Can You Find Self-Acceptance At The Bottom Of A Cookie Jar?

I grew up as most do: carelessly eating whatever junk I could get my little hands on, far more worried about getting back to playing…


I grew up as most do: carelessly eating whatever junk I could get my little hands on, far more worried about getting back to playing than how many calories I had just consumed.

Then those awkward high school years hit. I don’t remember when or why, but somewhere in between watching my friends eating 100 calorie snack packs for lunch and my cousin informing me that if I sucked in my stomach it will build abs and make me skinnier, I started to loathe my body. I was consumed with thinking how “fat” I was and that I should maybe not be so proud that I could eat a whole small pizza in one sitting.

At 16 I became vegetarian for compassionate reasons. My interest in all things health really started to develop the more I read into vegetarianism and its health benefits. I started becoming conscious of things like aspartame and high fructose corn syrup. I was seen as the “healthy one” amongst my friends and family. I did all the “right” things: counting calories, making smoothies, eating my daily salads, even working out several times a day.

The turning point of it all was when I began school to become a health coach through IIN.

The huge slightly ironic turning point.

I started to eat sugar like it was my job. I was tired, miserable, bored and sad. And was trying to numb those feelings out with cookies and chocolate.

And when you eat a platter of Subway cookies a day for weeks on end you notice some things. Things like: all the junk I was eating, really wasn’t blow your mind delicious. Have you actually mindfully eaten an Oreo or Reeses peanut butter cup? They really aren’t that great.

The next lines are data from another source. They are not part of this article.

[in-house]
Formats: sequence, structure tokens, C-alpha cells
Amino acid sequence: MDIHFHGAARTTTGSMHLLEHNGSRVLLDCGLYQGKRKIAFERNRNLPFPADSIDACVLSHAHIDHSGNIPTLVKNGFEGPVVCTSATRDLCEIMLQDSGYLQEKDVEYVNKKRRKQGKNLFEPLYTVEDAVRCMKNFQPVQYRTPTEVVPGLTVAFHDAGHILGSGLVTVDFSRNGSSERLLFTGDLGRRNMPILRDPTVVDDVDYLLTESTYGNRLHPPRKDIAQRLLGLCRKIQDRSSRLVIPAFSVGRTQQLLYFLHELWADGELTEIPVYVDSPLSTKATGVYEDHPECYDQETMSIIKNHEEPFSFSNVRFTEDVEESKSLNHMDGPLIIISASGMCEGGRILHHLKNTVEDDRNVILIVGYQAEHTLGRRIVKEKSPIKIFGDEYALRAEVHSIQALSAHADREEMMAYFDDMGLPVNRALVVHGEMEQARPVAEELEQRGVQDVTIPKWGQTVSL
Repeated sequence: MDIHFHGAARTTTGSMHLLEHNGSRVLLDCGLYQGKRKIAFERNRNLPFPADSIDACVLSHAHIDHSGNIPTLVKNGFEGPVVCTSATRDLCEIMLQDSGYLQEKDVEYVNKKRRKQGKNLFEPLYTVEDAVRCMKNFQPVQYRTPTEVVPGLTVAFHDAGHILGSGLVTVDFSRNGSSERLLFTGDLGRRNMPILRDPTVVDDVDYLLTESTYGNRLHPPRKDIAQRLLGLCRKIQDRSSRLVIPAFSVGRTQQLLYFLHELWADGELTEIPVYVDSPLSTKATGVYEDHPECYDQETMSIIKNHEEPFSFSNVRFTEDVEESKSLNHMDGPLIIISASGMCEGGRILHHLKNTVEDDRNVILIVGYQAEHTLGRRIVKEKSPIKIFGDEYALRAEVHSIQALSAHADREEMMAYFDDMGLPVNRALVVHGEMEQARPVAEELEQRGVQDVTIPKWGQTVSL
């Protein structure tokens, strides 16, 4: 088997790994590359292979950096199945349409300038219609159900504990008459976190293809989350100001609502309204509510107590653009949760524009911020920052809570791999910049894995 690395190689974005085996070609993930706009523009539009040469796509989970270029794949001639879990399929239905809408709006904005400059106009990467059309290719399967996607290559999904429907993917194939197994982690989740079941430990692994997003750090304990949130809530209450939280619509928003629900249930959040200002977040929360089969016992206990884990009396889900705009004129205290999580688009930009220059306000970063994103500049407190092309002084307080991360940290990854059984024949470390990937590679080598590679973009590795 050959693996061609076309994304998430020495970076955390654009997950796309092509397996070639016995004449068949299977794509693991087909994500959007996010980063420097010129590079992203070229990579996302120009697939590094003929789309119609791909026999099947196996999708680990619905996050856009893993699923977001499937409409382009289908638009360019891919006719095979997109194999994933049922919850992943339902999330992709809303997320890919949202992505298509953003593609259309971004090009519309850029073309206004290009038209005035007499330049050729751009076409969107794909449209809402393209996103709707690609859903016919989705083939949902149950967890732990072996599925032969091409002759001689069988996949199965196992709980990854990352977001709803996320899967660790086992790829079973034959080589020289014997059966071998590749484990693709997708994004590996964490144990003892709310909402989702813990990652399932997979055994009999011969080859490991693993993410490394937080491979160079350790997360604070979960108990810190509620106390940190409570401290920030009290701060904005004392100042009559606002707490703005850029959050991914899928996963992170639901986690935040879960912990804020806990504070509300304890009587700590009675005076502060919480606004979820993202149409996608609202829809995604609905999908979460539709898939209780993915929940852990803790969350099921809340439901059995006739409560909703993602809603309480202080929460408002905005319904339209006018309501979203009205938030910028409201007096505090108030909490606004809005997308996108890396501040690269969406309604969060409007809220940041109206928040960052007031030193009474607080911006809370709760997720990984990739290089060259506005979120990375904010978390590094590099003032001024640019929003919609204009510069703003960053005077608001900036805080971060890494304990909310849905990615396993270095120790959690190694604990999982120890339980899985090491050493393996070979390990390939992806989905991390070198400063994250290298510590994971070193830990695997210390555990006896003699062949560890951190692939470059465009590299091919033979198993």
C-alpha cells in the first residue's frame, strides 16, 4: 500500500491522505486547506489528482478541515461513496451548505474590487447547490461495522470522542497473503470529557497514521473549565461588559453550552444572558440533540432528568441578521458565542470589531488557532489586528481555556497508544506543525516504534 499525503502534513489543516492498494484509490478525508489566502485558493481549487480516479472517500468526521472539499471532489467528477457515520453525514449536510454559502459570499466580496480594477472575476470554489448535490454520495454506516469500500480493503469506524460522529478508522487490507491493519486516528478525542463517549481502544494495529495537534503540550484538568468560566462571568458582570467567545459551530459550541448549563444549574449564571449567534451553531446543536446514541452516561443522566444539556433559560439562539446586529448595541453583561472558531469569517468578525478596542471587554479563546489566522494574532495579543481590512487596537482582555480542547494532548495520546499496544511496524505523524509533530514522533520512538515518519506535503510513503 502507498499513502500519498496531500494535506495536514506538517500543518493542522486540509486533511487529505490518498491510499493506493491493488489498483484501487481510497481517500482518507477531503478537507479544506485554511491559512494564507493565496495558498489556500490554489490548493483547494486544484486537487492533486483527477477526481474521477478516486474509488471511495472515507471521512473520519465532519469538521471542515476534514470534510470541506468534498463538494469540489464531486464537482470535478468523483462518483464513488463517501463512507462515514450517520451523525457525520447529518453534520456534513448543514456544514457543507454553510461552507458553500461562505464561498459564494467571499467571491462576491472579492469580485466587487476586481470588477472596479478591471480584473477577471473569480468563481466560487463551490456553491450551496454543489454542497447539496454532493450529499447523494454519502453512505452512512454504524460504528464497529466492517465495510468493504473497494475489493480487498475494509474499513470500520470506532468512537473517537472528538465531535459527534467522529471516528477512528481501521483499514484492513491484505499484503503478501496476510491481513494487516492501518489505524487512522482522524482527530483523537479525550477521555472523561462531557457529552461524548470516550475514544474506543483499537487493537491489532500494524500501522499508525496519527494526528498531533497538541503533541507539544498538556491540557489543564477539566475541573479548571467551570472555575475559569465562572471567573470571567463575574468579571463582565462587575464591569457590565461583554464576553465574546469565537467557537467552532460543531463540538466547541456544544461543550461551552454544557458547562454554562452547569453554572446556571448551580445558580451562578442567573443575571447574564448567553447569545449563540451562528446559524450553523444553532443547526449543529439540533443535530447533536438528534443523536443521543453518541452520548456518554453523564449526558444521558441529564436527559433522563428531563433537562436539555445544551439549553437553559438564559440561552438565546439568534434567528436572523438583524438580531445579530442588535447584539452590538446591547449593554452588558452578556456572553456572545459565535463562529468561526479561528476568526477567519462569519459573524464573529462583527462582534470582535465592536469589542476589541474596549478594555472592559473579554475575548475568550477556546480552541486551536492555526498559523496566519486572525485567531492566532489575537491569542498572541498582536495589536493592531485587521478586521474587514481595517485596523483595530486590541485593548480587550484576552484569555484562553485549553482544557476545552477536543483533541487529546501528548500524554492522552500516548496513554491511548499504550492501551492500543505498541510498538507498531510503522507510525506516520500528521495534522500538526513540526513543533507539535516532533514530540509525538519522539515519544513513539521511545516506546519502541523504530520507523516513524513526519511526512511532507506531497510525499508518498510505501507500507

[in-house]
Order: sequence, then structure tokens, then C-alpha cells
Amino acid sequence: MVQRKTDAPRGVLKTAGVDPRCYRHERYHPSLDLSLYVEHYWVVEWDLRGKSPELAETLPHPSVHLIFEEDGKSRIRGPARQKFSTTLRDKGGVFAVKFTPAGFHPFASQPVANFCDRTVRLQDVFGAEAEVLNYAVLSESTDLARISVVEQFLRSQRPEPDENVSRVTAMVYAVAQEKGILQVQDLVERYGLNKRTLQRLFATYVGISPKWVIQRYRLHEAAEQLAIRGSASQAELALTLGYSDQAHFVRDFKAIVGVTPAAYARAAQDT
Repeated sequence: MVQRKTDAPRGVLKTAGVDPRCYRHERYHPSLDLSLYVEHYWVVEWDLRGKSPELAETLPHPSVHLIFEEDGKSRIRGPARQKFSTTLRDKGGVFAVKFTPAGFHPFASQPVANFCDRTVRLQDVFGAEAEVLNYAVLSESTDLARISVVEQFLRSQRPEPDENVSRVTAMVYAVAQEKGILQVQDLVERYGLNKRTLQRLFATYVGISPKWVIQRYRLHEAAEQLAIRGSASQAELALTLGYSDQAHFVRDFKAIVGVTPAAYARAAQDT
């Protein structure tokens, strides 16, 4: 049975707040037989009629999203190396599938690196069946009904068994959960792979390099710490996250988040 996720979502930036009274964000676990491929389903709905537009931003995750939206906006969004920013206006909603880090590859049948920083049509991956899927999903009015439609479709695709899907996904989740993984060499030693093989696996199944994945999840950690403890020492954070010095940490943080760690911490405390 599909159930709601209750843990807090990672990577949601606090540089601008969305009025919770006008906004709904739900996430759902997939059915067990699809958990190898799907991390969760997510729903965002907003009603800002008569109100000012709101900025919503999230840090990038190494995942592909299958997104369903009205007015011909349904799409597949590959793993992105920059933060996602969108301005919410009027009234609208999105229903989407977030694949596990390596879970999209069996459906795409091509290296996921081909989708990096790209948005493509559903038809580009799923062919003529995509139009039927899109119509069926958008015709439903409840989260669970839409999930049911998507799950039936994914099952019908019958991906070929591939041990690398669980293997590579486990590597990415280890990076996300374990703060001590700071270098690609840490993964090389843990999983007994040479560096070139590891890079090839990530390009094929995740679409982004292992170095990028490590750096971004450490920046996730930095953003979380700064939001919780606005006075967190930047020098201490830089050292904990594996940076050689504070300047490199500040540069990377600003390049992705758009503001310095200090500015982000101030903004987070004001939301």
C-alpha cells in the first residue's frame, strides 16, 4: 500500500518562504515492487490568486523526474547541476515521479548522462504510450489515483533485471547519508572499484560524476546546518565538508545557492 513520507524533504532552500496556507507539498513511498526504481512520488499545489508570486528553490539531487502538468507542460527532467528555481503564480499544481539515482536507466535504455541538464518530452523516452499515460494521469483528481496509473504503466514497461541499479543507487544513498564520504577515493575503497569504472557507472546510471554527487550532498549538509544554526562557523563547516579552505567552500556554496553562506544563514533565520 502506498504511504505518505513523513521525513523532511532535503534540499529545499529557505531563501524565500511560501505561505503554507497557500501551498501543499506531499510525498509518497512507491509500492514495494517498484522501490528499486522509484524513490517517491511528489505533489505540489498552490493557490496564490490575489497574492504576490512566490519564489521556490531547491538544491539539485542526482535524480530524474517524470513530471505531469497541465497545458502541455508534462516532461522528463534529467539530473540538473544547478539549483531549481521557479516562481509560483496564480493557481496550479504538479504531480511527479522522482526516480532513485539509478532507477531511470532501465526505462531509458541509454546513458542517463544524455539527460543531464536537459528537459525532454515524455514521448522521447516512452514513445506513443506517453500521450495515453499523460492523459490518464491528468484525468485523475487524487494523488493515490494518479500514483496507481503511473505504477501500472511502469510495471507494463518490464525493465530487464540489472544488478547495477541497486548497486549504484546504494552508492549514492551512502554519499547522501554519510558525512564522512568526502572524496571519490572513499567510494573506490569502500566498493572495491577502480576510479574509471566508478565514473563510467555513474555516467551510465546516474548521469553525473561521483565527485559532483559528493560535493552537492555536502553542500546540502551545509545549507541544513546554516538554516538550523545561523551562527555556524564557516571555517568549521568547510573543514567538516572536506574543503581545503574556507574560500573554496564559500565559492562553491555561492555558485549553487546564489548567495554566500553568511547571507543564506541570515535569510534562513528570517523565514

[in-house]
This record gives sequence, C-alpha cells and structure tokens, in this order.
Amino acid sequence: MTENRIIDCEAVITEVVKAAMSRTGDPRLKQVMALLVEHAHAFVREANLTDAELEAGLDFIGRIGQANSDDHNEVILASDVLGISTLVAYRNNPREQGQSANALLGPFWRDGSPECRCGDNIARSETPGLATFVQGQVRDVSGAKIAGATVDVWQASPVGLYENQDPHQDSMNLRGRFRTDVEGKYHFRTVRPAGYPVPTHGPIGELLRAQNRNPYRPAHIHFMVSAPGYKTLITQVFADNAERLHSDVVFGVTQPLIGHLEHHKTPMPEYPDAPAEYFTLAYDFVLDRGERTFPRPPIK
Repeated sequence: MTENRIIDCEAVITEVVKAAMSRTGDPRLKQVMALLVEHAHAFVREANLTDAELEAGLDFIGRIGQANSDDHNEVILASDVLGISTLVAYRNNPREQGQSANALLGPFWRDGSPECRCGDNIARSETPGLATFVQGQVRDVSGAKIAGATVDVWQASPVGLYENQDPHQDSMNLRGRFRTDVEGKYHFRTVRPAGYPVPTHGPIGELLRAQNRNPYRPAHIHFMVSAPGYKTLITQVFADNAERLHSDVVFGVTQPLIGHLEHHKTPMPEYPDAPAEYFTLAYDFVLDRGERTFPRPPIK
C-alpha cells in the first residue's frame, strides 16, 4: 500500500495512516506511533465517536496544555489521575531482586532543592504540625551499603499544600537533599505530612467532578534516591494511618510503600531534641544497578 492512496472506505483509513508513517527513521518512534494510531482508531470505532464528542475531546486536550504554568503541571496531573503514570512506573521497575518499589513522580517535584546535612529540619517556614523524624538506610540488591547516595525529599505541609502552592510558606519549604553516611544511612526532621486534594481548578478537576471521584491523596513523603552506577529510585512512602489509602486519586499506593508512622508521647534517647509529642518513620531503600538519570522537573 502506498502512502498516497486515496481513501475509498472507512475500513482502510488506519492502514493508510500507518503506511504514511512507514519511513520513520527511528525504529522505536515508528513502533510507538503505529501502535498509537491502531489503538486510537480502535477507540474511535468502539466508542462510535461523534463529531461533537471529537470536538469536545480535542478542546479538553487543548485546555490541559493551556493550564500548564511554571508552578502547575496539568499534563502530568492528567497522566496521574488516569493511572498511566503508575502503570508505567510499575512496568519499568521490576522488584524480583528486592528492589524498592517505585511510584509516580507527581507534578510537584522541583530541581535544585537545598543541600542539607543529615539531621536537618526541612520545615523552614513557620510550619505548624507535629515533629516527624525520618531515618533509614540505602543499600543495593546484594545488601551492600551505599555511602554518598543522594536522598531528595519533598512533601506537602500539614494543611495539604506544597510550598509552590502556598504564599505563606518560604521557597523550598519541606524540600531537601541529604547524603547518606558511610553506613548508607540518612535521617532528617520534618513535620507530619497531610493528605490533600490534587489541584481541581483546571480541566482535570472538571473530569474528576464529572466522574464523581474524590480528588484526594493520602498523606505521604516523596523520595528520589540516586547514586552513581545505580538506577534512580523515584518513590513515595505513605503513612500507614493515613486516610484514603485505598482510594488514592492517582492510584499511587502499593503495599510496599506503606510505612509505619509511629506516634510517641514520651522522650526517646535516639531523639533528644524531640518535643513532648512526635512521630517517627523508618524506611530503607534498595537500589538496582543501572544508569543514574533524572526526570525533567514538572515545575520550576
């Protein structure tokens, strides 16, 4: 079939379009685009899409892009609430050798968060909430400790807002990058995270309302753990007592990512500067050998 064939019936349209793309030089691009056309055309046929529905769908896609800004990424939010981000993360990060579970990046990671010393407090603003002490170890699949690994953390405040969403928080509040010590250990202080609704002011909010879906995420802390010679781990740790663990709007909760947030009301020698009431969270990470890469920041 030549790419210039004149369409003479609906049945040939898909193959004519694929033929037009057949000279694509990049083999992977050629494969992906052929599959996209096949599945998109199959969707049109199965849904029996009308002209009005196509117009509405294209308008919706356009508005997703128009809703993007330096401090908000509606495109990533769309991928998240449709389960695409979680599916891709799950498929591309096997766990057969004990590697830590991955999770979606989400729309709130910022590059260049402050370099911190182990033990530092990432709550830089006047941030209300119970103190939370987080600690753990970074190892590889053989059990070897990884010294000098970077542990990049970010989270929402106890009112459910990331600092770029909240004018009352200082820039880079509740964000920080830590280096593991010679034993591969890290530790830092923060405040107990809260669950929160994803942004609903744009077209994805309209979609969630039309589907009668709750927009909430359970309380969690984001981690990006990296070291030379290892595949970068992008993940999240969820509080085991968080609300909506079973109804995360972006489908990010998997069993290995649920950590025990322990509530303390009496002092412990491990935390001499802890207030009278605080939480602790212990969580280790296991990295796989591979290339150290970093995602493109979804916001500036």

I realized while eating them that I wasn’t allowing myself to truly enjoy them. I was just mindlessly shoving them into my mouth one by one, filling this giant aching hole within me with food; and it wasn’t working. My comfort food wasn’t comforting; it was just shameful and embarrassing. So I decided to start enjoying it. If I was going to be so sad and upset and eat all this junk, I might as well enjoy it!

And so I did.

I let myself have whatever I wanted and fully embraced the experience. I started reaching for dark chocolate and homemade treats, and they were so good.

I gained weight through the process but realized how little of a difference it made. I always thought gaining weight was the worst thing that could happen to a person – after all, it was the one thing everyone around me was always fighting so hard to avoid. But I couldn’t have cared less. In fact, I felt like I had been set free. I loved that little extra squish I had gained. I embraced it and adored it. It was such an empowering experience.

I realized I didn’t have to eat “the right way”, the lean, clean and green way. I could eat what I craved and still feel amazing. I was allowing myself to eat foods I enjoyed and my body finally felt like my body. I was truly happy with my body for the first time ever.

And I want others to feel this way too.

Weight holds no value. It cannot possibly reflect in any way the type of person it contains. The beautiful, incredible, smart, funny, beautiful soul it contains within its bones.

It can’t.

You are so much more than your weight and you are enough as you are already. You don’t need to change a damn thing.

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